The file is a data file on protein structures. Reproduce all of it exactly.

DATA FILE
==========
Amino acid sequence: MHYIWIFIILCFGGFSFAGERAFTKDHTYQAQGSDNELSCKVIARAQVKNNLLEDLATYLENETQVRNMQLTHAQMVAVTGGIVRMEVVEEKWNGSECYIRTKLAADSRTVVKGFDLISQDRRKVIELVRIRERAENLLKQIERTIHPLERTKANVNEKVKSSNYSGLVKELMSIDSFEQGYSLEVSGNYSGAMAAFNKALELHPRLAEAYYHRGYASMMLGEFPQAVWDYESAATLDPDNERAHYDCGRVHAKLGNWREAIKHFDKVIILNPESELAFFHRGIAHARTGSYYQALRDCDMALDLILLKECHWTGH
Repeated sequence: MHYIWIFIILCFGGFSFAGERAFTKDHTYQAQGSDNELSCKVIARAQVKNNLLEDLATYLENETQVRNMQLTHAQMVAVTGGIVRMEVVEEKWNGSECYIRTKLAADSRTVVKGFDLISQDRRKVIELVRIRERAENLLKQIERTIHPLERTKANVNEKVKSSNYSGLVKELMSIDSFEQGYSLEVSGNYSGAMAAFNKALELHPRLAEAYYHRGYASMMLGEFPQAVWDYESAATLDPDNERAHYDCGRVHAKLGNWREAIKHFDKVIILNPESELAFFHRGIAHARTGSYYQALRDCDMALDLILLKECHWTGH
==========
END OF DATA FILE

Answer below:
Amino acid sequence: MHYIWIFIILCFGGFSFAGERAFTKDHTYQAQGSDNELSCKVIARAQVKNNLLEDLATYLENETQVRNMQLTHAQMVAVTGGIVRMEVVEEKWNGSECYIRTKLAADSRTVVKGFDLISQDRRKVIELVRIRERAENLLKQIERTIHPLERTKANVNEKVKSSNYSGLVKELMSIDSFEQGYSLEVSGNYSGAMAAFNKALELHPRLAEAYYHRGYASMMLGEFPQAVWDYESAATLDPDNERAHYDCGRVHAKLGNWREAIKHFDKVIILNPESELAFFHRGIAHARTGSYYQALRDCDMALDLILLKECHWTGH
Repeated sequence: MHYIWIFIILCFGGFSFAGERAFTKDHTYQAQGSDNELSCKVIARAQVKNNLLEDLATYLENETQVRNMQLTHAQMVAVTGGIVRMEVVEEKWNGSECYIRTKLAADSRTVVKGFDLISQDRRKVIELVRIRERAENLLKQIERTIHPLERTKANVNEKVKSSNYSGLVKELMSIDSFEQGYSLEVSGNYSGAMAAFNKALELHPRLAEAYYHRGYASMMLGEFPQAVWDYESAATLDPDNERAHYDCGRVHAKLGNWREAIKHFDKVIILNPESELAFFHRGIAHARTGSYYQALRDCDMALDLILLKECHWTGH